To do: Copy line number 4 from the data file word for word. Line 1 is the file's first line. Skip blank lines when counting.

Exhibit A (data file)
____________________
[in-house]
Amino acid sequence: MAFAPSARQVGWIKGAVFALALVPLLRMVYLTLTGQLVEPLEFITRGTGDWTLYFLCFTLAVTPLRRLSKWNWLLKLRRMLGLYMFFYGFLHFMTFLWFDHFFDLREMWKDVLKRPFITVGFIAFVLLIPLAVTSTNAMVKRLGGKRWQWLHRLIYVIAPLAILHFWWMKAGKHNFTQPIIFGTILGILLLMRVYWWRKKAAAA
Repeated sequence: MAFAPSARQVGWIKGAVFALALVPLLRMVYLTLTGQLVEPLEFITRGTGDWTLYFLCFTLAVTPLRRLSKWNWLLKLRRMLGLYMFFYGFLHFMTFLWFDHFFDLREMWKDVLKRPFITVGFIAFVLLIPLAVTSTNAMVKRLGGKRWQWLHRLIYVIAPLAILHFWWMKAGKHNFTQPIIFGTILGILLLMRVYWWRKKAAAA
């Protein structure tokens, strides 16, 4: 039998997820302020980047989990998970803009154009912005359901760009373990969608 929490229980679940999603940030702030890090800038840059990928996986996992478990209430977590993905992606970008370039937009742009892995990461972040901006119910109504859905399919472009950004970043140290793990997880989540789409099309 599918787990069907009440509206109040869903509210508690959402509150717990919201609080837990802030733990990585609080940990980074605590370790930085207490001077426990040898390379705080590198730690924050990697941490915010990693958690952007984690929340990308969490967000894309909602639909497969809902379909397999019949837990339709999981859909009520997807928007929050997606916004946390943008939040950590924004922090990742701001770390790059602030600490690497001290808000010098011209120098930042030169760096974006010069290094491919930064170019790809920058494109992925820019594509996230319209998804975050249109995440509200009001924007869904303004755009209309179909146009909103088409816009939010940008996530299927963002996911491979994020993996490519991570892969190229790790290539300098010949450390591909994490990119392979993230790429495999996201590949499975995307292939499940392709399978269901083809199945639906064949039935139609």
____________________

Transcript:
């Protein structure tokens, strides 16, 4: 039998997820302020980047989990998970803009154009912005359901760009373990969608 929490229980679940999603940030702030890090800038840059990928996986996992478990209430977590993905992606970008370039937009742009892995990461972040901006119910109504859905399919472009950004970043140290793990997880989540789409099309 599918787990069907009440509206109040869903509210508690959402509150717990919201609080837990802030733990990585609080940990980074605590370790930085207490001077426990040898390379705080590198730690924050990697941490915010990693958690952007984690929340990308969490967000894309909602639909497969809902379909397999019949837990339709999981859909009520997807928007929050997606916004946390943008939040950590924004922090990742701001770390790059602030600490690497001290808000010098011209120098930042030169760096974006010069290094491919930064170019790809920058494109992925820019594509996230319209998804975050249109995440509200009001924007869904303004755009209309179909146009909103088409816009939010940008996530299927963002996911491979994020993996490519991570892969190229790790290539300098010949450390591909994490990119392979993230790429495999996201590949499975995307292939499940392709399978269901083809199945639906064949039935139609």